Birding Buffalo Calf, Part III

Does it ever come time to clean the house when you would rather be doing something else?

That’s why we have character-builders instead of chores. Daily tasks are opportunities—opportunities to develop thoroughness, joyfulness, dependability, endurance, creativity, hospitality and initiative.

April 1 Monday morning character-builders pave the way for a more efficient, hassle-free week. But this Monday! The sun was out after days of rain and the avian spring migration was in full swing. If there was ever a day in the year I wanted to  April 7 be in the woods for the early morning hour it was today. If there was ever a chance to rack up a count for Buffalo Calf it would be this Monday! But windows must be washed. I got the ladder from the barn and the rags from April 13 the garage. I set up to take care of the highest, hardest-to-reach outdoor window first. And then it dawned on me most gloriously that in addition to the afore-mentioned qualities, this was going to be an opportunity to grow in alertness: birding by ear.

April 19 Many birders find that identifying birds by ear can be done just as accurately and much more quickly than hoping for a view of a bird close enough to see its field marks. On spring mornings it can be a fun challenge to sift through April 25the  cacophony of what is called the “dawn chorus” and make identifications by ear. And during the window-washing project was the perfect time to brush up on this skill! In birding and in life alertness and patience are key.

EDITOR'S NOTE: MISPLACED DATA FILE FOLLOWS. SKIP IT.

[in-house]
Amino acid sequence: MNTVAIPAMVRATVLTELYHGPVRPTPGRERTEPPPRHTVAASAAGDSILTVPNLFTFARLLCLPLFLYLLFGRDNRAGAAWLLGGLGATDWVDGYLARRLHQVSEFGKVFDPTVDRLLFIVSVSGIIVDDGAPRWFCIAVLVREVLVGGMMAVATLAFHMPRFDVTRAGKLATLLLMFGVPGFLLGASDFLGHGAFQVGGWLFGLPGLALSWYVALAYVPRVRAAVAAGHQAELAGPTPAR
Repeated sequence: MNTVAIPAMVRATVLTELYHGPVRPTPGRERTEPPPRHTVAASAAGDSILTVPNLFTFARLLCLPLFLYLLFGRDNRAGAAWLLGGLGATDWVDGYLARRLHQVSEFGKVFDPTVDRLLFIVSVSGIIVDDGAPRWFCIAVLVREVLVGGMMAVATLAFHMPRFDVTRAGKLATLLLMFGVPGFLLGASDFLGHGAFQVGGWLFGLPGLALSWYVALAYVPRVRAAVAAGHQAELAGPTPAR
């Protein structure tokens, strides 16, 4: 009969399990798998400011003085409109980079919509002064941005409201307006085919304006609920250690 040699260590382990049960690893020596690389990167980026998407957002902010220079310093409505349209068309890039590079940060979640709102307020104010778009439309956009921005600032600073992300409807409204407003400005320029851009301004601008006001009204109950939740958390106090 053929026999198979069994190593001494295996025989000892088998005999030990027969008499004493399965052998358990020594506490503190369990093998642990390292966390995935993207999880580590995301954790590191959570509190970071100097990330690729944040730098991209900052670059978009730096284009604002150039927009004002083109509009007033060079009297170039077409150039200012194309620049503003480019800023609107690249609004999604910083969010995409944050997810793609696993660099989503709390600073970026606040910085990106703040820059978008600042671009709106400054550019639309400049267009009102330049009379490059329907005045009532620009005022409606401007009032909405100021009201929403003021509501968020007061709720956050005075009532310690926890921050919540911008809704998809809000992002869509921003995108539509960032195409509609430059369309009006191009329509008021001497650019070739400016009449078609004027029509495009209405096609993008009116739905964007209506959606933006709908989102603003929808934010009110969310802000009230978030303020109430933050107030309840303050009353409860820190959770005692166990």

And finally, April 28 Spring  has sprungWithout the arrival of the warblers yet, the calls requiring the most deciphering ability were the vireos and here are a couple hints if your interested. Lord-willing I can list the other species next week . . .

Vireo calls are high and sweet, abruptly-spaced and carried on over a long period of time, giving the observer plenty of time for evaluation.

  • The common, typical, most-easily-observable species is the Red-eyed Vireo. After learning its call you have a litmus test for most of the other species.
  • The Blue-headed Vireo (formerly Solitary Vireo) has phrases that are more deliberate, higher, sweeter. (Peterson)
  • The Yellow-throated Vireo, a special bird on Buffalo Calf, has lower burry undertones with its calls.

Is there a “chore” you do outdoors today? Test your listening skills and count how many birds you can name. You well might surprise yourself!

3 Comments

  1. James April 27, 2011 at 6:06 pm #

    Now that’s one thing I wish I knew how to do better, birding by ear. Love the pictures of “The Valley of the Staddons”!

  2. Michael April 28, 2011 at 5:46 am #

    The woods are now green here. In just the past two days we have seen a rapid transformation. Now that the leaves are out it will be much more difficult to spot the birds in the woods. Very handy to know them by their calls!

  3. Matthew April 28, 2011 at 10:55 am #

    Great reminder to make chores “character-builders!” Learning to identify birds by their call can be fun.

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